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Engaging Business in the SDGs:
An Imperative for Action

For the United Nations, working with business is not always easy business. Yet it is a necessary - particularly if the recently approved Sustainable Development Goals (SDGs) are going to be achieved by 2030. A broad consultation and negotiation process has led to the ground-breaking and inspirational 2030 Agenda for Sustainable Development. A process which was one the most inclusive and wide-ranging dialogue processes in the UN history. How to effectively engage businesses in this new agenda proved to be one of the most recurring, contested and challenging elements.

Overall, and perhaps with some caveats, there is an agreement that business should be at the core of the development agenda. Engaging the private sector with the UN’s broad mission and development objective may sound difficult and challenging for many development traditionalists - it is now an imperative for action.

Starting in January, the Agenda will serve to guide development work for the next 15 years in the three key dimensions: social, economic and environmental protection. The broad agenda will also touch the most pressing needs of humanity, including nutrition, decent jobs, education, water, sanitation, and energy to name a few.

It is difficult to imagine achieving these goals without the full participation of businesses in these sectors. Or even worse - perhaps to imagine companies in these sectors making their decisions without considering, let alone listening to the voices and priorities of those living in poverty. In building this much-needed bridge between societal and public goals, it is important that business, working together with the UN and development actors, can play an important role and catalyze joint action.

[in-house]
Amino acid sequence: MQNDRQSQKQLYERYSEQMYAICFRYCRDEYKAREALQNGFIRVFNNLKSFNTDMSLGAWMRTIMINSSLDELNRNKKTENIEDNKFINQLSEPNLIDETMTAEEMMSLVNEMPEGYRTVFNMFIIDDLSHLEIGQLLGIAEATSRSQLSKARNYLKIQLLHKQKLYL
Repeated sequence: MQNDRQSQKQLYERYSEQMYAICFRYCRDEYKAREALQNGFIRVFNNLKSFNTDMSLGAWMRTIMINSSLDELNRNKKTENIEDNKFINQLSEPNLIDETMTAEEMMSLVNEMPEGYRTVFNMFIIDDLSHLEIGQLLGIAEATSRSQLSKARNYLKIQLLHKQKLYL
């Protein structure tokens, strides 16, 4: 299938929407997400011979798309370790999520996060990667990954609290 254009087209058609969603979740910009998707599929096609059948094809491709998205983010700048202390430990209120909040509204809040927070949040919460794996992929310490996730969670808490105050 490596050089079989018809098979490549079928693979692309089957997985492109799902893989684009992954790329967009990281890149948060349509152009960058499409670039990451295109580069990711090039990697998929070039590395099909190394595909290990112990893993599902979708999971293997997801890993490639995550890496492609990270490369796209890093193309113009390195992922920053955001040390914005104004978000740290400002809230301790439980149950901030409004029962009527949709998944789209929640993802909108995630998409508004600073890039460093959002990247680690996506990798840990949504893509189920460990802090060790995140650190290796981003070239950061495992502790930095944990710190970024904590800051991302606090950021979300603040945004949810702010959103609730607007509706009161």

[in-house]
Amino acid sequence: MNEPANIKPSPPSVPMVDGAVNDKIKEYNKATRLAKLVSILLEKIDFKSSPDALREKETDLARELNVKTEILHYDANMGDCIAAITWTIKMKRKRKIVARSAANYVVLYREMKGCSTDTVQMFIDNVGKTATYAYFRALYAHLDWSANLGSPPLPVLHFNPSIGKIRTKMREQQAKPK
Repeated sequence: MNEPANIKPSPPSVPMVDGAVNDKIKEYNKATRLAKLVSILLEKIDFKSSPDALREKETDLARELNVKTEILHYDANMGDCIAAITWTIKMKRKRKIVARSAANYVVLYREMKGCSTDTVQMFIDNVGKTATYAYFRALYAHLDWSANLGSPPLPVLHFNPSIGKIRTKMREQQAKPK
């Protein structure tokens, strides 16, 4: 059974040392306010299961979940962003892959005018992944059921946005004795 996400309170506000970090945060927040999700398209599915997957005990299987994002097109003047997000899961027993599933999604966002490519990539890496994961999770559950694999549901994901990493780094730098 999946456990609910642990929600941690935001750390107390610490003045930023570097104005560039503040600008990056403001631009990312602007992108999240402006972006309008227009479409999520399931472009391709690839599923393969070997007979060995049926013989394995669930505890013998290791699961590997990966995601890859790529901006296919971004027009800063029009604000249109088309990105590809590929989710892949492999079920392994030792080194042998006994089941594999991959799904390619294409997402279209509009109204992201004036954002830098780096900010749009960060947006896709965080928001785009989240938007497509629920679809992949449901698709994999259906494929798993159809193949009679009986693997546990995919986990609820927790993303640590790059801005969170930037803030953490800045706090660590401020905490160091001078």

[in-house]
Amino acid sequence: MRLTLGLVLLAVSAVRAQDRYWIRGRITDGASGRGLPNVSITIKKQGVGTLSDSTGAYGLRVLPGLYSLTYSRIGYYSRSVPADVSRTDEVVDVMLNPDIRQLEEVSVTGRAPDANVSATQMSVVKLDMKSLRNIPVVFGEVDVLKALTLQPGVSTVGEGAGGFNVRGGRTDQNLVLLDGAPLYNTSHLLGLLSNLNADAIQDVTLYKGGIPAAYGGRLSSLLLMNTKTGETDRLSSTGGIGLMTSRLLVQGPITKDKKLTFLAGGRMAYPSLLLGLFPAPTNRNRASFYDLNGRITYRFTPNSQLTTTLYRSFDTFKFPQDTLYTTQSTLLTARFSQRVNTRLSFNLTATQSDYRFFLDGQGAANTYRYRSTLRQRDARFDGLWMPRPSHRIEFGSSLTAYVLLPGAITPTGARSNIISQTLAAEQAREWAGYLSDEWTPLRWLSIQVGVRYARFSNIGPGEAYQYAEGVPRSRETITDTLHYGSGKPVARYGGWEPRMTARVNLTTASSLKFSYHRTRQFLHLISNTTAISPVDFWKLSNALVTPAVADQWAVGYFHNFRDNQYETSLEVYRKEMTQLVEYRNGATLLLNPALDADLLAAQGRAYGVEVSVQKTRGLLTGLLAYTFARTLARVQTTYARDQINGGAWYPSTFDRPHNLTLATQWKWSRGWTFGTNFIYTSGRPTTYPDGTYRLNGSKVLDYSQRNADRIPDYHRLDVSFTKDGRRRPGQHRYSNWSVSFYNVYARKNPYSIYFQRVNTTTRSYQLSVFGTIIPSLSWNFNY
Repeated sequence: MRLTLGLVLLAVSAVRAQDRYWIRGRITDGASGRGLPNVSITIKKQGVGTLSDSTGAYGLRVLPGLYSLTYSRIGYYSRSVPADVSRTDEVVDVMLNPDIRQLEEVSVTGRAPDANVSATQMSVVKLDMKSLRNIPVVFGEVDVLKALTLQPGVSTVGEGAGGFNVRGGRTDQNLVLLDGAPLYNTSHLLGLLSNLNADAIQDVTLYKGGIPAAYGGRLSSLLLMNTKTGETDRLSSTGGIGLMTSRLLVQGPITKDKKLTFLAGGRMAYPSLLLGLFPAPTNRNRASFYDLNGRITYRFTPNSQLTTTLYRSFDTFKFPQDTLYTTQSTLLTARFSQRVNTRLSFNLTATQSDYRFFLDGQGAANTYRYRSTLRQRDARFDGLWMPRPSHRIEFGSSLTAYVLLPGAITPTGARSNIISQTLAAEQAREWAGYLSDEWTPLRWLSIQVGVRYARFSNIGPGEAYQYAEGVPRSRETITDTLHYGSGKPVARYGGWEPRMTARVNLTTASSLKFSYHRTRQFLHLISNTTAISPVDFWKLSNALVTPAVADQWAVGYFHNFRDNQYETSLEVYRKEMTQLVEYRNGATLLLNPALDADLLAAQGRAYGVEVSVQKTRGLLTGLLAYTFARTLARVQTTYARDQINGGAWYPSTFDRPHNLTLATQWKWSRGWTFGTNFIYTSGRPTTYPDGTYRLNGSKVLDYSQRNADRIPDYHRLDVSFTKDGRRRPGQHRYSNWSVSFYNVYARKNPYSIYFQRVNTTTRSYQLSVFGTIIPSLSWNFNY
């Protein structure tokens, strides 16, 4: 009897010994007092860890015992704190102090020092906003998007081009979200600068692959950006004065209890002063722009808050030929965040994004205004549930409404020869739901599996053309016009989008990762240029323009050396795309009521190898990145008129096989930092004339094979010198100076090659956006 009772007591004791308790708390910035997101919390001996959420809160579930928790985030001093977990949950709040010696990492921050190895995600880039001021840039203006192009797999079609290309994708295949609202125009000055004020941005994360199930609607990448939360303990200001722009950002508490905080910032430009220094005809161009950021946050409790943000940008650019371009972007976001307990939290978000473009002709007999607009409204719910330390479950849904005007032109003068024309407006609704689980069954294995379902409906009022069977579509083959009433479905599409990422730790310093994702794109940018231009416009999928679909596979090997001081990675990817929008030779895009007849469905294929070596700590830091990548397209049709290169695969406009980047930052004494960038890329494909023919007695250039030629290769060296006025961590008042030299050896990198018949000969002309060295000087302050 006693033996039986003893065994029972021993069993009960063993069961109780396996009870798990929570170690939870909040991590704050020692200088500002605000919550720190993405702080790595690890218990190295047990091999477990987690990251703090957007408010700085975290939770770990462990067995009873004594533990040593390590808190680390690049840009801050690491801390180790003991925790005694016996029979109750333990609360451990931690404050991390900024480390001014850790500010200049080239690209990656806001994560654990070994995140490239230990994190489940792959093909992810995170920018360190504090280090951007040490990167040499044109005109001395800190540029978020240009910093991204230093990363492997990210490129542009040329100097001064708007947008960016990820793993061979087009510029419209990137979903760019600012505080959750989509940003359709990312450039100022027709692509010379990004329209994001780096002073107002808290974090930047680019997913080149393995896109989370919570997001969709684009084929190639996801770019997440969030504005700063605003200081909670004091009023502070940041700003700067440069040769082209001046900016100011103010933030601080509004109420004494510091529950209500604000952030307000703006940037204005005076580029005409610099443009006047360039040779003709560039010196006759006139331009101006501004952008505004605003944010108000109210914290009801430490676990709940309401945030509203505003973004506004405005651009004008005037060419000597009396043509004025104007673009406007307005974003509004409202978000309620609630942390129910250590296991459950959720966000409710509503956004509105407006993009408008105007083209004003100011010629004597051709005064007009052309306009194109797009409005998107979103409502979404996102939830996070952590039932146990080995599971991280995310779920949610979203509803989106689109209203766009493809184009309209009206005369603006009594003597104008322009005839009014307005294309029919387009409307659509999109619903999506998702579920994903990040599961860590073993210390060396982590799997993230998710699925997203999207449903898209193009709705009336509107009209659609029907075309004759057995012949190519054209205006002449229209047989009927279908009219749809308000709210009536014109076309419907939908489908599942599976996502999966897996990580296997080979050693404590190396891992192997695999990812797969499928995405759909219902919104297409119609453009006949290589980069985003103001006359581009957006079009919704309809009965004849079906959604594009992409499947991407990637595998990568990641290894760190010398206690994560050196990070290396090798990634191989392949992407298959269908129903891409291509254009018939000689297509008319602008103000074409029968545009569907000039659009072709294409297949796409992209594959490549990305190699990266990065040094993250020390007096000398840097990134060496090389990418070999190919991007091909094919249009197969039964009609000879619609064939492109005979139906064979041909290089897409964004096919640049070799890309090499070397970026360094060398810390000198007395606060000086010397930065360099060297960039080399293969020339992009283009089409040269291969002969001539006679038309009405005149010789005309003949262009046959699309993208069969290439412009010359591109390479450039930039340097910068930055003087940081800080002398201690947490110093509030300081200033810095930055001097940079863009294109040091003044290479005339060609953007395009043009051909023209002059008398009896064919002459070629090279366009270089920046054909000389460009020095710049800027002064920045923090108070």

This concept is integral to the creation of the Sustainable Development Goals Fund. For that reason, the SDG Fund has collaborated with the Harvard Kennedy School, Business Fights in Poverty and a selected group of global business leaders to understand what we can be done in this space. Our objective was not to tell business leaders how to make their companies better corporate citizens or make their companies sustainable - our objective was simpler: listening to them to understand what their values are and what role they expect from partnering with the UN.

The result of this enlightening, challenging and rather atypical process is a new report, Business and the United Nations. Working Together towards the Sustainable Development Goals. Some key findings suggest that companies want to be part of sustainable development because they have realized sustainable business is good also good for their business. Including the most vulnerable in value chains that bring gains to all sectors or deploying sustainable and affordable energy, water and health technologies that improve the quality of lives can often generate new market opportunities. Companies also want to have a better understanding of local community needs and how their companies can contribute their technology or services in these markets.

For example, one business leader told us that he was convinced that the future of his company in 15 years depends on the SDGs. A CEO from one Latin America-based company reaffirmed the notion that when public and private partners do what they are very good at, impact is achieved that neither partner could have achieved on their own. Or as the Sustainability Manager of a global clothing company suggested “the SDGs are the way to move the world forward.”

Looking forward, the SDGs provide a clear framework for action. The road ahead for the SDG Fund to involve business in the SDGs is a bit patchy and sometimes complicated, but we are eager to find meaningful partners to make it work. This means assessing the needs of companies, including risks, involving also small and medium enterprises, establishing solid and transparent frameworks of accountability and ensuring that business operations reduce inequality instead of perpetuating it. These are critical next steps for us. Given this learning, this is the moment for global local action. 15 years might be a long timeframe for businesses, but a short one if we are to work to change history and eradicate poverty.


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